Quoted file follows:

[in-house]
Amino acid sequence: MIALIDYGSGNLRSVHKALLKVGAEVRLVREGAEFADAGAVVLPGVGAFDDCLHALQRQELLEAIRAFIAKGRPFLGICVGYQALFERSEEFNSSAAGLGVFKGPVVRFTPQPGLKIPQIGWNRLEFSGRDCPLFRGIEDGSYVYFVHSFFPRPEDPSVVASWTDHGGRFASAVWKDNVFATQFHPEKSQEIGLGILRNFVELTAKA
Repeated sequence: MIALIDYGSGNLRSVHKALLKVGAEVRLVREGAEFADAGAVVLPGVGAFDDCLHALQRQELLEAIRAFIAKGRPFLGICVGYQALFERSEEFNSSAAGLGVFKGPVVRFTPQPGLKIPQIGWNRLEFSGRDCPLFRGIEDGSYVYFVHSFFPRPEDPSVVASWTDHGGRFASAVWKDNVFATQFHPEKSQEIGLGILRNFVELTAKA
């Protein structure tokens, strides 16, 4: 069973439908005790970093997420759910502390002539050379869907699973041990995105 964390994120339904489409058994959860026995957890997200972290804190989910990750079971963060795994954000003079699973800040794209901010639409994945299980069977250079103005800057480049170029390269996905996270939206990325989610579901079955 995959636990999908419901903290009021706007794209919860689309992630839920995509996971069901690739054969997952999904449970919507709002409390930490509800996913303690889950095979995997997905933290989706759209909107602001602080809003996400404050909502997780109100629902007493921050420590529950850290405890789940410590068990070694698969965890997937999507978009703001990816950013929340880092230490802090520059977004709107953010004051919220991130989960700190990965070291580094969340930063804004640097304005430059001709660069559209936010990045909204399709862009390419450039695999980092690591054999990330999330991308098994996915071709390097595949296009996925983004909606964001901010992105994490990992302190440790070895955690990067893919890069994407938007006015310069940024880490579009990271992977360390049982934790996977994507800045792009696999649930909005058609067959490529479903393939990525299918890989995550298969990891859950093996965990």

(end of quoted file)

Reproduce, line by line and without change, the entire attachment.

[in-house]
Amino acid sequence: MIALIDYGSGNLRSVHKALLKVGAEVRLVREGAEFADAGAVVLPGVGAFDDCLHALQRQELLEAIRAFIAKGRPFLGICVGYQALFERSEEFNSSAAGLGVFKGPVVRFTPQPGLKIPQIGWNRLEFSGRDCPLFRGIEDGSYVYFVHSFFPRPEDPSVVASWTDHGGRFASAVWKDNVFATQFHPEKSQEIGLGILRNFVELTAKA
Repeated sequence: MIALIDYGSGNLRSVHKALLKVGAEVRLVREGAEFADAGAVVLPGVGAFDDCLHALQRQELLEAIRAFIAKGRPFLGICVGYQALFERSEEFNSSAAGLGVFKGPVVRFTPQPGLKIPQIGWNRLEFSGRDCPLFRGIEDGSYVYFVHSFFPRPEDPSVVASWTDHGGRFASAVWKDNVFATQFHPEKSQEIGLGILRNFVELTAKA
């Protein structure tokens, strides 16, 4: 069973439908005790970093997420759910502390002539050379869907699973041990995105 964390994120339904489409058994959860026995957890997200972290804190989910990750079971963060795994954000003079699973800040794209901010639409994945299980069977250079103005800057480049170029390269996905996270939206990325989610579901079955 995959636990999908419901903290009021706007794209919860689309992630839920995509996971069901690739054969997952999904449970919507709002409390930490509800996913303690889950095979995997997905933290989706759209909107602001602080809003996400404050909502997780109100629902007493921050420590529950850290405890789940410590068990070694698969965890997937999507978009703001990816950013929340880092230490802090520059977004709107953010004051919220991130989960700190990965070291580094969340930063804004640097304005430059001709660069559209936010990045909204399709862009390419450039695999980092690591054999990330999330991308098994996915071709390097595949296009996925983004909606964001901010992105994490990992302190440790070895955690990067893919890069994407938007006015310069940024880490579009990271992977360390049982934790996977994507800045792009696999649930909005058609067959490529479903393939990525299918890989995550298969990891859950093996965990």